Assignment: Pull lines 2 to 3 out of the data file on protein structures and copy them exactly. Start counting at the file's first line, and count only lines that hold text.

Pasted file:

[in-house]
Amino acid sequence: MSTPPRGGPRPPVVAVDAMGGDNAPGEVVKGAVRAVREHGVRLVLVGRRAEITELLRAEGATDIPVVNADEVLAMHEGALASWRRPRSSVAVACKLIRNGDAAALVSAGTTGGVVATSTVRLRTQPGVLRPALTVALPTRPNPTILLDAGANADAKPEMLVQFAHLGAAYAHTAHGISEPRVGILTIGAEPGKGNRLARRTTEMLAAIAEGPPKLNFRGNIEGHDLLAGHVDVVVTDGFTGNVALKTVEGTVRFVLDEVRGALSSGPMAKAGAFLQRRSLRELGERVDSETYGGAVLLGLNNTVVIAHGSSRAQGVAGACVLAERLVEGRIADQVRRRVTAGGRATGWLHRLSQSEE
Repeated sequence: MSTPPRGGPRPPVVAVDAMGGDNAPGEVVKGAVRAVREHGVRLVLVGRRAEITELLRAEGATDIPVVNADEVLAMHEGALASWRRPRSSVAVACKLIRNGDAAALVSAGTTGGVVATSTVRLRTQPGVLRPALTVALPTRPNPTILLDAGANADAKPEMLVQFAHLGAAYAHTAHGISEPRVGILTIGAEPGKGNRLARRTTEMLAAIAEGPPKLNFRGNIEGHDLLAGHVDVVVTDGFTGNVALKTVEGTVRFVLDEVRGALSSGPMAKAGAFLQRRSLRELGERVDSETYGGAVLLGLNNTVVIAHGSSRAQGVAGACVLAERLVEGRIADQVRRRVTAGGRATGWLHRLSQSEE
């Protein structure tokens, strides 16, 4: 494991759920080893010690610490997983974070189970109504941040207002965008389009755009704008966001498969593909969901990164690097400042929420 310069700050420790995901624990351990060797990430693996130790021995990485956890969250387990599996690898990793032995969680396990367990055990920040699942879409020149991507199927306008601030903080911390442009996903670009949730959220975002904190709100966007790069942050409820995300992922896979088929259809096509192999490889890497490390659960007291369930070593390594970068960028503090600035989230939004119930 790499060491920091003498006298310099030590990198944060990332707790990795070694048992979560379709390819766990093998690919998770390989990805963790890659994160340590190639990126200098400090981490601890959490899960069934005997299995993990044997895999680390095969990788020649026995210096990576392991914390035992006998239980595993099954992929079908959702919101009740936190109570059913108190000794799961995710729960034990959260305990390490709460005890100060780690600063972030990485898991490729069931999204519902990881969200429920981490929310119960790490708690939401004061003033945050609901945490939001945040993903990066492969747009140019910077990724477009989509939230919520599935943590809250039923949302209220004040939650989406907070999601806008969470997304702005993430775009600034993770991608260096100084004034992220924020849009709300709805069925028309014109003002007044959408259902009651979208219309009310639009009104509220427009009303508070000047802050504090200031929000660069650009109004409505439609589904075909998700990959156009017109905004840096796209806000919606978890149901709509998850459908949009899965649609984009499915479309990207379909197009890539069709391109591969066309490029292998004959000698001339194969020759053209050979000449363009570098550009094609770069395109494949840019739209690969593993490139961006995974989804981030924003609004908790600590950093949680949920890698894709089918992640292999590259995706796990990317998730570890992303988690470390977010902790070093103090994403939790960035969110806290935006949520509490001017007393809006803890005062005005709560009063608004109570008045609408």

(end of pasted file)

Amino acid sequence: MSTPPRGGPRPPVVAVDAMGGDNAPGEVVKGAVRAVREHGVRLVLVGRRAEITELLRAEGATDIPVVNADEVLAMHEGALASWRRPRSSVAVACKLIRNGDAAALVSAGTTGGVVATSTVRLRTQPGVLRPALTVALPTRPNPTILLDAGANADAKPEMLVQFAHLGAAYAHTAHGISEPRVGILTIGAEPGKGNRLARRTTEMLAAIAEGPPKLNFRGNIEGHDLLAGHVDVVVTDGFTGNVALKTVEGTVRFVLDEVRGALSSGPMAKAGAFLQRRSLRELGERVDSETYGGAVLLGLNNTVVIAHGSSRAQGVAGACVLAERLVEGRIADQVRRRVTAGGRATGWLHRLSQSEE
Repeated sequence: MSTPPRGGPRPPVVAVDAMGGDNAPGEVVKGAVRAVREHGVRLVLVGRRAEITELLRAEGATDIPVVNADEVLAMHEGALASWRRPRSSVAVACKLIRNGDAAALVSAGTTGGVVATSTVRLRTQPGVLRPALTVALPTRPNPTILLDAGANADAKPEMLVQFAHLGAAYAHTAHGISEPRVGILTIGAEPGKGNRLARRTTEMLAAIAEGPPKLNFRGNIEGHDLLAGHVDVVVTDGFTGNVALKTVEGTVRFVLDEVRGALSSGPMAKAGAFLQRRSLRELGERVDSETYGGAVLLGLNNTVVIAHGSSRAQGVAGACVLAERLVEGRIADQVRRRVTAGGRATGWLHRLSQSEE